It's time to examine Nikon prime (non-zoom, large aperture) lenses, corresponding to the 18-135mm focal length range of many DX (1.5x crop) zoom lenses. The largest aperture lenses of each focal length, is considered. The f2.8 Micro Nikkors are not included. These are specialized macro lenses, with a smaller aperture.
If you're not sure as to which lens to get, the 35mm f1.8 is a low cost way to start. It's cheap, light, and a good compromise focal length.
These are super wide-angle focal lengths on DX DSLRs, equivalent to 30mm and 36mm on a full frame camera, close to the classic 28mm and 35mm wide-angle focal lengths. There are best used in a two-camera system, with a longer lens on the second camera. With either the 20mm f2.8 or 24mm f2.8, this two-camera setup will be roughly equivalent to a 17-55mm f2.8 zoom lens in a single-camera system, but with a smaller and lighter lens.
The 24mm f1.4 is ridiculously expensive. The f1.4 aperture is also difficult to use properly because with such a wide lens, there are more subjects in the scene, requiring a deeper depth-of-field than is available at f1.4. You'll probably end up stopping down to f2.8 or f4 most of the time anyway. Leave this lens to the professionals.
On a 1.5x crop DX DSLR, these are "normal" lenses, equivalent to 42mm and 50mm on full frame. Either focal length will make a good general purpose lens for a single-camera system. While it won't be wide enough for some situations (especially group photos indoors, photographing buildings when sightseeing), it's a good compromise focal length if you only want to use one lens.
For DX cameras, the 35mm f1.8 is definitely the one to get. It's the only DX prime lens (all the other primes are FX), cheaper and lighter than an equivalent FX 35mm lens. For FX cameras, the 35mm f2 is double the brightness of the 28mm f2.8, which is a significant advantage.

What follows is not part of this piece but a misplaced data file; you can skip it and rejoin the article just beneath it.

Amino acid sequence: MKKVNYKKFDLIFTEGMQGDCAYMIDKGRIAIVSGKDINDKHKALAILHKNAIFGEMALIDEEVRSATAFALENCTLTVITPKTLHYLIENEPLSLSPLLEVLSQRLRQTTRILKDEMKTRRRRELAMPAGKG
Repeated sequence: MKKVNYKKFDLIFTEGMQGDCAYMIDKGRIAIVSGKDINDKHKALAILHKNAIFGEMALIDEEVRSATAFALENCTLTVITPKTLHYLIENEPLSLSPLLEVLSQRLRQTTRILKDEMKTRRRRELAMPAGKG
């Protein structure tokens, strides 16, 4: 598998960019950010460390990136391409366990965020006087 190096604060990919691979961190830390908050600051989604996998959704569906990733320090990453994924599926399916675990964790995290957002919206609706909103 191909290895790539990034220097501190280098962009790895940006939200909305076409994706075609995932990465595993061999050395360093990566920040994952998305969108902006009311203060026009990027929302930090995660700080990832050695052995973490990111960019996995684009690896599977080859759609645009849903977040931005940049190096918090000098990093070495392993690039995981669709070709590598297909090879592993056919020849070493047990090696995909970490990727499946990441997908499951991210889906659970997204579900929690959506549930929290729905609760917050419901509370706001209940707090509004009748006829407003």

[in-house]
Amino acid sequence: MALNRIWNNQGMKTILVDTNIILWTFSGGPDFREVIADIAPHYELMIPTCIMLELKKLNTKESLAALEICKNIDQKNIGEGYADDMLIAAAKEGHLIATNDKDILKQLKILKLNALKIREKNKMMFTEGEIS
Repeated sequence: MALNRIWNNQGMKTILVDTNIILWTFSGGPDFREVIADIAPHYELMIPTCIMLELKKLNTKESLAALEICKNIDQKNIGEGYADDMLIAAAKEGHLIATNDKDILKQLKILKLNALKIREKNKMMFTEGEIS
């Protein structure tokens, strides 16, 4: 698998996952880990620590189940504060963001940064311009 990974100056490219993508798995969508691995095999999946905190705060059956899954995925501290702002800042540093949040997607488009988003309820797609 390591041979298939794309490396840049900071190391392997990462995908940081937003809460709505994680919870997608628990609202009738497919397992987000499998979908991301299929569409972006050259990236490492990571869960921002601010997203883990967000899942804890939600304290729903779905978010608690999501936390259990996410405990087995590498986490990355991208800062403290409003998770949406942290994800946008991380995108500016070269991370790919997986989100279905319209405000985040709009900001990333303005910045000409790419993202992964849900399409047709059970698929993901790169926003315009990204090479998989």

Like the 24mm f1.4, the 35mm f1.4 is an expensive and heavy lens, best left to professionals.
These are portrait lenses on DX cameras, equivalent to 75mm and 128mm, close enough to the standard 85mm and 135mm portrait lenses.
They are called portrait lenses because they are used for posed photos of one or two people, standing and smiling at the camera. When taking portraits, the large aperture is used more to throw the background out of focus (concentrating the viewer's attenton on the people) than for available-light (taking photos without flash). The out-of-focus area is called "bokeh."
I find them good for available-light photography at events (I don't take many posed portrait photos). You can get close-up photos of people from 10 to 30 feet away, without getting too close and making them conscious of the camera. The lenses work best with a wide-angle or kit lens on a second camera body.
For me, the 85mm is more useful than the 50mm. It allows me to take photos from further away, especially in larger venues. If you're photographing inside homes a lot, where the rooms are smaller, the 50mm will be a better choice.
An alternative would be to use either the 17-55mm f2.8 or 70-200mm f2.8, or both (on two bodies).
Still within the portrait lens focal length range for FX cameras (I had a manual focus 135mm f2 on my film camera, loved it, which is why I love 85mm on DX), these are equivalent to 158mm and 202mm on DX cameras. This makes them telephoto lenses (though strictly speaking, "telephoto" is a type of lens design, not the focal length), typically used for covering sports and other outdoor (or indoor stadium) events.
On DX, this is an awkward focal length for prime lenses. Photographers prefer the more flexible 70-200mm f2.8 zoom for this range (for both DX and FX), which is probably why Nikon hasn't yet modernized these lenses to G and AF-S. The 70-200mm f2.8 is only one stop darker, so the f2 aperture isn't as compelling.
Both of these are DC (Defocus Control) lenses, with an additional control ring to control how the out-of-focus area looks. That's because they are optimized portrait lenses, designed for good bokeh. They are still good portrait lenses on FX, but they are too long for portrait use on DX.